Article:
Social Media Harms

Highlighting Studies that Big Tech Doesn’t Want You to See

Sharon Winkler
4 min readMar 31, 2022
Photo by Sharon Winkler

In the history of technology, social media platforms have been around for a relatively short time. Per Sinan Aral in his book, “The Hype Machine i”, digital social networks have been around since at least 2002 with the founding of Friendster. In the intervening 20 years, social media platforms and the underlying technology and network strategies that these platforms use have changed radically –just look at the differences between MySpace, Facebook, Twitter, Instagram, YouTube, WeChat and TikTok. This technology is evolving rapidly, with little time to study its effects — unless those effects are profit margins.

More people are using social media platforms since the start of the COVID19 epidemic. Per Digital World Information, social media accounts increased by 8 percent after the beginning of COVID19 lockdowns, for a total of 3.8 B users worldwide by April 2020 ii

Big Tech is taking advantage of confusion and conflicting results in the academic community

The academic community has been confounded by the many studies that have been performed in academic and business organizations over the last two decades regarding the effects that this new technology has on people’s emotions, information consumed and actions taken as a result of those messages. Many academics simply throw up their hands and state that past studies report both positive and negative effects of social media use, disregarding the technology behind these systems, and advocate for more studies.iii

Some researchers have documented negative impacts of social media use

Other researchers have been more concerned regarding the negative effects of social media use. Jean Twenge, a professor of psychology at San Diego State University, states in her 2017 book “iGen- Why Today’s Super-connected Kids are Growing Up Less Rebellious, More Tolerant, Less Happy and Completely Unprepared for Adulthoodiv :

“The results could not be clearer: teens who spend more time on screen activities (Internet, Social networking websites, Texting, Computer games, TV) are more likely to be unhappy, and those who spend more time on nonscreen activities (Sports/exercise, Religious services, Print media, In-person social interaction) are more likely to be happy. There’s not a single exception: all screen activities are linked to less happiness, and all nonscreen activities are linked to more happiness (pp.77–78).”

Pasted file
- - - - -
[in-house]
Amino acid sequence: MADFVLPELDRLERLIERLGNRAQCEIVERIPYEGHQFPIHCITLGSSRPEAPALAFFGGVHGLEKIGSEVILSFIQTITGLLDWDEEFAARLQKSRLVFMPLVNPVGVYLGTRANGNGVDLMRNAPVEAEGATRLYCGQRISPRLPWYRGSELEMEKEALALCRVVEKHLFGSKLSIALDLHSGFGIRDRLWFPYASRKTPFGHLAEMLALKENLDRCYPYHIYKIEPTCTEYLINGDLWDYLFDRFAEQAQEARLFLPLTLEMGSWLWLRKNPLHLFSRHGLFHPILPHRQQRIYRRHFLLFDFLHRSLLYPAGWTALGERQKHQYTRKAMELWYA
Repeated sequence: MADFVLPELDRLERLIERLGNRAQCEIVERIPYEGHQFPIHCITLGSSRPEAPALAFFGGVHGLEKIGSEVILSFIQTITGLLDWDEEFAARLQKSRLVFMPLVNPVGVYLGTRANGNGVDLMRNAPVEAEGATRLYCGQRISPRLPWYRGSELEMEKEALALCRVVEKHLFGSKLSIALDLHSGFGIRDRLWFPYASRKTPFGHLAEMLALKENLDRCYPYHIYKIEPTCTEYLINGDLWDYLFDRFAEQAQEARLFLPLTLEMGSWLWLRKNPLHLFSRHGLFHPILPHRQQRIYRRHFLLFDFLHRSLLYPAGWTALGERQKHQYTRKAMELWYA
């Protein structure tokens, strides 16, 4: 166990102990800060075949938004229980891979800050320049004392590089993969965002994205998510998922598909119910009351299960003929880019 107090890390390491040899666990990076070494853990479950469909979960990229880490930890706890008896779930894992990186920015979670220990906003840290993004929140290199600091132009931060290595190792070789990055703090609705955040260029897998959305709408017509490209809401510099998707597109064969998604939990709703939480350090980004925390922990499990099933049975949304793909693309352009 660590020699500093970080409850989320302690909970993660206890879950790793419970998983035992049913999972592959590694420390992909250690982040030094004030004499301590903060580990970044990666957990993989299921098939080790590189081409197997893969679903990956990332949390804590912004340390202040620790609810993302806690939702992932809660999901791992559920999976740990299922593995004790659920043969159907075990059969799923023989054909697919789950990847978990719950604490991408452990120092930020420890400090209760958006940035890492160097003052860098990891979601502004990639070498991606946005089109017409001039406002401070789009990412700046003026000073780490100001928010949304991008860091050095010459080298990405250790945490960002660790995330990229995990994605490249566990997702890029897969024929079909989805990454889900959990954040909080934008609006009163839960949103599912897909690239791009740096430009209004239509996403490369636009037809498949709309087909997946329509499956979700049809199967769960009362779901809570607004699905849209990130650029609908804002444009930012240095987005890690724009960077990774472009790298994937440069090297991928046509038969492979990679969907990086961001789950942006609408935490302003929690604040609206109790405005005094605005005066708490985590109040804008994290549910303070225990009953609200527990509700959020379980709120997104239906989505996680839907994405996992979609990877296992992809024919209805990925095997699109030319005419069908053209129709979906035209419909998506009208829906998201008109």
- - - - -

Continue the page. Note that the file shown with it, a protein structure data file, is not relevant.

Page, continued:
Adults Experience Negative Effects from Social Media Use

Dr. Twenge’s findings have been validated in adults also. Dr. Brian Primack, M.D., PhD and co-authors of “Temporal Associations Between Social Media Use and Depression” in the February 2021 edition of the American Journal of Preventive Medicinei concluded:

“Among 990 participants who were not depressed at baseline, 95 (9.6%) developed depression by follow-up.

Conclusions: In a national sample of young adults, baseline social media use was independently associated with the development of depression by follow-up, but baseline depression was not associated with an increase in social media use at follow-up. This pattern suggests temporal associations between social media use and depression, an important criterion for causality.”

Dr. Primack, et al concluded that social media users who were not depressed at the beginning of the study developed depression after approximately six months of social media use.

People who self reported that they had depression at the beginning of the study did not increase their use of social media platforms during the study period, indicating that depression itself did not cause increased social media use. The authors concluded that the increase in depression in the non-depressed group was caused by their social media use.

Social Media Harms was developed to provide a listing of peer-reviewed studies, well-researched books and articles from authoritative sources that document the negative effects of social media use. It is meant to be a tool to be used by people who are concerned about social media’s negative effects on people’s emotions, actions and lives. We do not solicit donations, however, we are asking for additions to our lists of peer reviewed studies and authoritative books and articles.

Social media platforms, through a combination of technology and regulatory changes, can be improved to reduce, or perhaps to totally negate, the harms caused now. What is critical is that the public has an awareness of these problems. Citizens can use their time and attention to contact their elected officials and social media platforms themselves to ensure that these harms are mitigated.

i Aral, S. The Hype Machine (2020) Currency, Penguin Random House LLC , pp.17

ii Analysis Reveals a Surge in Digital Activity and Social Media Growth Amid Coronavirus Epidemic, Digital Information World, accessed Feb 13, 2021

iii Kross E., Verduyn P., et al,Social Media and Well-Being: Pitfalls, Progress, and Next Steps (2021), Trends in Cognitive Sciences, Volume 25, Issue 1, 2021, Pages 55–66, ISSN 1364–6613,

iv. Twenge, J.M. iGen Why Today’s Super-Connected Kids are Growing Up Less Rebellious, More Tolerant, Less Happy — And Completely Unprepared for Adulthood (2017), Atria, Simon & Schuster, Inc.

v Primack et al., “Temporal Associations Between Social Media Use and Depression.” (2021), American Journal of Preventive Medicine, Volume 60, ISSUE 2, P179–188, February 01, 2021,DOI:,



Sharon Winkler

Publisher/Editor Social Media Harms, Mother, Grandmother, Retired U. S. Naval Officer